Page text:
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This chapter is from the book

Mutable Data

Changes to data can often lead to unexpected consequences and tricky bugs. I can update some data here, not realizing that another part of the software expects something different and now fails—a failure that’s particularly hard to spot if it only happens under rare conditions. For this reason, an entire school of software development—functional programming—is based on the notion that data should never change and that updating a data structure should always return a new copy of the structure with the change, leaving the old data pristine.

These kinds of languages, however, are still a relatively small part of programming; many of us work in languages that allow variables to vary. But this doesn’t mean we should ignore the advantages of immutability—there are still many things we can do to limit the risks on unrestricted data updates.

You can use Encapsulate Variable (132) to ensure that all updates occur through narrow functions that can be easier to monitor and evolve. If a variable is being updated to store different things, use Split Variable (240) both to keep them separate and avoid the risky update. Try as much as possible to move logic out of code that processes the update by using Slide Statements (223) and Extract Function (106) to separate the side-effect-free code from anything that performs the update. In APIs, use Separate Query from Modifier (306) to ensure callers don’t need to call code that has side effects unless they really need to. We like to use Remove Setting Method (331) as soon as we can—sometimes, just trying to find clients of a setter helps spot opportunities to reduce the scope of a variable.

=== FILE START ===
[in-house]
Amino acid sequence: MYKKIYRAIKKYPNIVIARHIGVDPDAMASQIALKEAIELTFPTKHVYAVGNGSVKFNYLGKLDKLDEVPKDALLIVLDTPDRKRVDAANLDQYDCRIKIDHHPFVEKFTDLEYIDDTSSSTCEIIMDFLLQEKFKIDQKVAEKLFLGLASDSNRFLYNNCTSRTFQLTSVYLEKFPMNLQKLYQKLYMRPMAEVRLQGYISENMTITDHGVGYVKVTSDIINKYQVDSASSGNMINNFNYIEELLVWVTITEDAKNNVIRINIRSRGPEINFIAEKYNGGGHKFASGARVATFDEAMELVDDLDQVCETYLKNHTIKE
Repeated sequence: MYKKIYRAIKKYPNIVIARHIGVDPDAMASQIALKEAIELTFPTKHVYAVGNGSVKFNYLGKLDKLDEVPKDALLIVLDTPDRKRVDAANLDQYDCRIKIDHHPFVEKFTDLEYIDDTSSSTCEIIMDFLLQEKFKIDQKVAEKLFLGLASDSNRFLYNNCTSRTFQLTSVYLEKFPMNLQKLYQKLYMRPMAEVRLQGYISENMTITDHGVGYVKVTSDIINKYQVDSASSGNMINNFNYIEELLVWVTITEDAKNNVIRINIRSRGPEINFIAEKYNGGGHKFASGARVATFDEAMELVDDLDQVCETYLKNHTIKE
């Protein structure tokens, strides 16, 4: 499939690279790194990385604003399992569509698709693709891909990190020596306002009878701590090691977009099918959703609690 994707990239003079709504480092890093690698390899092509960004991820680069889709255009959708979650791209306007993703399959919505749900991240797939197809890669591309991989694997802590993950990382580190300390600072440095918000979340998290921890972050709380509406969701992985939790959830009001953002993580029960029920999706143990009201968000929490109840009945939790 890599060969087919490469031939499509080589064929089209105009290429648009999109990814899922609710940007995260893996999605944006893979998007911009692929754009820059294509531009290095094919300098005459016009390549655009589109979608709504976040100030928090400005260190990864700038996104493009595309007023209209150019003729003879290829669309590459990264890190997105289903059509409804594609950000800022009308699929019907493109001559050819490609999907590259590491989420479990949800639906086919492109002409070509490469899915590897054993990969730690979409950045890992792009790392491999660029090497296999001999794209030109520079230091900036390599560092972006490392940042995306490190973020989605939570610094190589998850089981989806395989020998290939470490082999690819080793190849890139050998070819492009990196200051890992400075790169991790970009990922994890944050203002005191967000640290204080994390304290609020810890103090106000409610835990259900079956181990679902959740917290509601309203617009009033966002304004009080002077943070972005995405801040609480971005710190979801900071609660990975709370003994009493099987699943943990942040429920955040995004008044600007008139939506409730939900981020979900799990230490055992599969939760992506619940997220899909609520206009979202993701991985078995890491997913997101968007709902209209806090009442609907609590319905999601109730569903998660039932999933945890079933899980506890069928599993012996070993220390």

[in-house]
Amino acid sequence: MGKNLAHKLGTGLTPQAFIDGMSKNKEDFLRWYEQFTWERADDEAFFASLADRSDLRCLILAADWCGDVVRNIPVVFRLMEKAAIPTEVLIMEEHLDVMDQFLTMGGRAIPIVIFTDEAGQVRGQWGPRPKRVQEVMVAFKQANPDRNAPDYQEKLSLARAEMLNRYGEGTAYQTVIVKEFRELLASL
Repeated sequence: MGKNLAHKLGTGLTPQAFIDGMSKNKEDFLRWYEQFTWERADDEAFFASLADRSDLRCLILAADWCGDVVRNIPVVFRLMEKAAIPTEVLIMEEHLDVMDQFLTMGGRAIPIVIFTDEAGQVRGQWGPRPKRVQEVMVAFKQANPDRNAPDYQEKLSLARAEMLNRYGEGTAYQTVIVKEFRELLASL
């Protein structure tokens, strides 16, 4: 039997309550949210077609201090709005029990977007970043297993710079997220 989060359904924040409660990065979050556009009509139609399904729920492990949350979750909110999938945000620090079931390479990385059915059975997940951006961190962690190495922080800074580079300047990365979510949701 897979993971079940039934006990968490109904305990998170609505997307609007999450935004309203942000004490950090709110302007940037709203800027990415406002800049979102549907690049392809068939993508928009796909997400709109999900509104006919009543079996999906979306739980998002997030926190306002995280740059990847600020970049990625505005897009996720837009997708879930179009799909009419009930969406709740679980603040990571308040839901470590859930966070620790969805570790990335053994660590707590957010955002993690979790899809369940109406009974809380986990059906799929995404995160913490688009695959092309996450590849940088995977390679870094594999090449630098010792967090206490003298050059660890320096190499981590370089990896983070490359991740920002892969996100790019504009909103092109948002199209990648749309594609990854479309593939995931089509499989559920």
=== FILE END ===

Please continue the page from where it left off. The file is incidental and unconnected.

Mutable data that can be calculated elsewhere is particularly pungent. It’s not just a rich source of confusion, bugs, and missed dinners at home—it’s also unnecessary. We spray it with a concentrated solution of vinegar and Replace Derived Variable with Query (248).

Mutable data isn’t a big problem when it’s a variable whose scope is just a couple of lines—but its risk increases as its scope grows. Use Combine Functions into Class (144) or Combine Functions into Transform (149) to limit how much code needs to update a variable. If a variable contains some data with internal structure, it’s usually better to replace the entire structure rather than modify it in place, using Change Reference to Value (252).

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